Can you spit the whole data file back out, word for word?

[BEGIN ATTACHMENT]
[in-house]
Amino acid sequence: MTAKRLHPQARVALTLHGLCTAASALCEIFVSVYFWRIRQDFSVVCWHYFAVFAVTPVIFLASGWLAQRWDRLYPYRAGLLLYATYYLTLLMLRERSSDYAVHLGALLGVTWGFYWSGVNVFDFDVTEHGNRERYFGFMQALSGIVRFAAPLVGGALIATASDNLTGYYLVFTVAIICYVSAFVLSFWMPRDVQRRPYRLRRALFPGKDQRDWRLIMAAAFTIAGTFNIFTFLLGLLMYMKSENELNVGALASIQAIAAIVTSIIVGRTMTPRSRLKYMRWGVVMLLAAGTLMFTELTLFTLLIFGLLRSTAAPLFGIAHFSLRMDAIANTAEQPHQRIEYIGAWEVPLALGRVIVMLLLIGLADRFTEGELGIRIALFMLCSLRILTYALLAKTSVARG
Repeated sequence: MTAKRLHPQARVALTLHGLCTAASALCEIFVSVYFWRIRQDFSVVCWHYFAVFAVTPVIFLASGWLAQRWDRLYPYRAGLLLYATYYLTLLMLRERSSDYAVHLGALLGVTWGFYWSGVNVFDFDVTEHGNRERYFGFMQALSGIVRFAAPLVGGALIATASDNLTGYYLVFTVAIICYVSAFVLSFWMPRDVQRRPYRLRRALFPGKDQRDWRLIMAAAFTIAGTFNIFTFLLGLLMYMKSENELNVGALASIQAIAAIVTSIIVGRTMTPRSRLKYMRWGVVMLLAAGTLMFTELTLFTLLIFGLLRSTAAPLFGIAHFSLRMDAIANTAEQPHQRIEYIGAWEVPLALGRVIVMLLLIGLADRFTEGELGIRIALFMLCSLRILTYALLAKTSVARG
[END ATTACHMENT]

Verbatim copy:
[in-house]
Amino acid sequence: MTAKRLHPQARVALTLHGLCTAASALCEIFVSVYFWRIRQDFSVVCWHYFAVFAVTPVIFLASGWLAQRWDRLYPYRAGLLLYATYYLTLLMLRERSSDYAVHLGALLGVTWGFYWSGVNVFDFDVTEHGNRERYFGFMQALSGIVRFAAPLVGGALIATASDNLTGYYLVFTVAIICYVSAFVLSFWMPRDVQRRPYRLRRALFPGKDQRDWRLIMAAAFTIAGTFNIFTFLLGLLMYMKSENELNVGALASIQAIAAIVTSIIVGRTMTPRSRLKYMRWGVVMLLAAGTLMFTELTLFTLLIFGLLRSTAAPLFGIAHFSLRMDAIANTAEQPHQRIEYIGAWEVPLALGRVIVMLLLIGLADRFTEGELGIRIALFMLCSLRILTYALLAKTSVARG
Repeated sequence: MTAKRLHPQARVALTLHGLCTAASALCEIFVSVYFWRIRQDFSVVCWHYFAVFAVTPVIFLASGWLAQRWDRLYPYRAGLLLYATYYLTLLMLRERSSDYAVHLGALLGVTWGFYWSGVNVFDFDVTEHGNRERYFGFMQALSGIVRFAAPLVGGALIATASDNLTGYYLVFTVAIICYVSAFVLSFWMPRDVQRRPYRLRRALFPGKDQRDWRLIMAAAFTIAGTFNIFTFLLGLLMYMKSENELNVGALASIQAIAAIVTSIIVGRTMTPRSRLKYMRWGVVMLLAAGTLMFTELTLFTLLIFGLLRSTAAPLFGIAHFSLRMDAIANTAEQPHQRIEYIGAWEVPLALGRVIVMLLLIGLADRFTEGELGIRIALFMLCSLRILTYALLAKTSVARG